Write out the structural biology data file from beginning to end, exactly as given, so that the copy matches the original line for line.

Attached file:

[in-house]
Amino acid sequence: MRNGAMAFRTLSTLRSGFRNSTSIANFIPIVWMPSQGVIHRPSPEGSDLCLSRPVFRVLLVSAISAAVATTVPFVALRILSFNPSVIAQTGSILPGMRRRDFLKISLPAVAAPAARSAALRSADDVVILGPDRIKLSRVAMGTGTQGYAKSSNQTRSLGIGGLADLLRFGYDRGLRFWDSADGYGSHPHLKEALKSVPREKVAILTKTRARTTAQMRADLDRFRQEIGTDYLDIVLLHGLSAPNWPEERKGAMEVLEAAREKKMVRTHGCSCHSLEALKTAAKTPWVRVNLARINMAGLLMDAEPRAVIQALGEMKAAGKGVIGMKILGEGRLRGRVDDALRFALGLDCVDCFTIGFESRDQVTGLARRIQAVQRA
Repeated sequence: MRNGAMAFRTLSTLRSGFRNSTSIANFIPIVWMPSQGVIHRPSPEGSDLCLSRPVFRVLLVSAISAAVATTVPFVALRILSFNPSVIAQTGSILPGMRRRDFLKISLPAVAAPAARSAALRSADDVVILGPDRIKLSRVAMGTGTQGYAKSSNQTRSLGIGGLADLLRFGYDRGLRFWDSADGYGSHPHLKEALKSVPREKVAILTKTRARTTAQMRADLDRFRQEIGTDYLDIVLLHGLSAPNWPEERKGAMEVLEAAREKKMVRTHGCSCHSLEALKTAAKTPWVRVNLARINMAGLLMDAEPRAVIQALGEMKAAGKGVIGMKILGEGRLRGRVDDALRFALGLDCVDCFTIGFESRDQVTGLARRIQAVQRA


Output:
[in-house]
Amino acid sequence: MRNGAMAFRTLSTLRSGFRNSTSIANFIPIVWMPSQGVIHRPSPEGSDLCLSRPVFRVLLVSAISAAVATTVPFVALRILSFNPSVIAQTGSILPGMRRRDFLKISLPAVAAPAARSAALRSADDVVILGPDRIKLSRVAMGTGTQGYAKSSNQTRSLGIGGLADLLRFGYDRGLRFWDSADGYGSHPHLKEALKSVPREKVAILTKTRARTTAQMRADLDRFRQEIGTDYLDIVLLHGLSAPNWPEERKGAMEVLEAAREKKMVRTHGCSCHSLEALKTAAKTPWVRVNLARINMAGLLMDAEPRAVIQALGEMKAAGKGVIGMKILGEGRLRGRVDDALRFALGLDCVDCFTIGFESRDQVTGLARRIQAVQRA
Repeated sequence: MRNGAMAFRTLSTLRSGFRNSTSIANFIPIVWMPSQGVIHRPSPEGSDLCLSRPVFRVLLVSAISAAVATTVPFVALRILSFNPSVIAQTGSILPGMRRRDFLKISLPAVAAPAARSAALRSADDVVILGPDRIKLSRVAMGTGTQGYAKSSNQTRSLGIGGLADLLRFGYDRGLRFWDSADGYGSHPHLKEALKSVPREKVAILTKTRARTTAQMRADLDRFRQEIGTDYLDIVLLHGLSAPNWPEERKGAMEVLEAAREKKMVRTHGCSCHSLEALKTAAKTPWVRVNLARINMAGLLMDAEPRAVIQALGEMKAAGKGVIGMKILGEGRLRGRVDDALRFALGLDCVDCFTIGFESRDQVTGLARRIQAVQRA